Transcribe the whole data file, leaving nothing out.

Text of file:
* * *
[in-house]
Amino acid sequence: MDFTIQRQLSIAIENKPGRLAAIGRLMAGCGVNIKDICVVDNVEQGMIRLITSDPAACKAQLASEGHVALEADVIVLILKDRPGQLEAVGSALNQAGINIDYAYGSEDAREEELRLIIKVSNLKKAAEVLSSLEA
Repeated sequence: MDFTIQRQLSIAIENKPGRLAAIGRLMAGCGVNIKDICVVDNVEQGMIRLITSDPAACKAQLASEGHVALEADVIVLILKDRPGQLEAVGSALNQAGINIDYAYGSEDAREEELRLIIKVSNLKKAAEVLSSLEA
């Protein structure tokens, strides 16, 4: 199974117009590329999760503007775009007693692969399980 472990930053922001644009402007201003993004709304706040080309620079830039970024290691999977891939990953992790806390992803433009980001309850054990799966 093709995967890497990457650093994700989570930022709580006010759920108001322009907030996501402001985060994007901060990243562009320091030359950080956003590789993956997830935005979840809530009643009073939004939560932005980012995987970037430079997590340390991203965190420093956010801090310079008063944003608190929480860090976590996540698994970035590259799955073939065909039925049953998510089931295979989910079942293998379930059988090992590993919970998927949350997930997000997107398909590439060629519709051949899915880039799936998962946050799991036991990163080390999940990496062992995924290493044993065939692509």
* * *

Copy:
[in-house]
Amino acid sequence: MDFTIQRQLSIAIENKPGRLAAIGRLMAGCGVNIKDICVVDNVEQGMIRLITSDPAACKAQLASEGHVALEADVIVLILKDRPGQLEAVGSALNQAGINIDYAYGSEDAREEELRLIIKVSNLKKAAEVLSSLEA
Repeated sequence: MDFTIQRQLSIAIENKPGRLAAIGRLMAGCGVNIKDICVVDNVEQGMIRLITSDPAACKAQLASEGHVALEADVIVLILKDRPGQLEAVGSALNQAGINIDYAYGSEDAREEELRLIIKVSNLKKAAEVLSSLEA
């Protein structure tokens, strides 16, 4: 199974117009590329999760503007775009007693692969399980 472990930053922001644009402007201003993004709304706040080309620079830039970024290691999977891939990953992790806390992803433009980001309850054990799966 093709995967890497990457650093994700989570930022709580006010759920108001322009907030996501402001985060994007901060990243562009320091030359950080956003590789993956997830935005979840809530009643009073939004939560932005980012995987970037430079997590340390991203965190420093956010801090310079008063944003608190929480860090976590996540698994970035590259799955073939065909039925049953998510089931295979989910079942293998379930059988090992590993919970998927949350997930997000997107398909590439060629519709051949899915880039799936998962946050799991036991990163080390999940990496062992995924290493044993065939692509």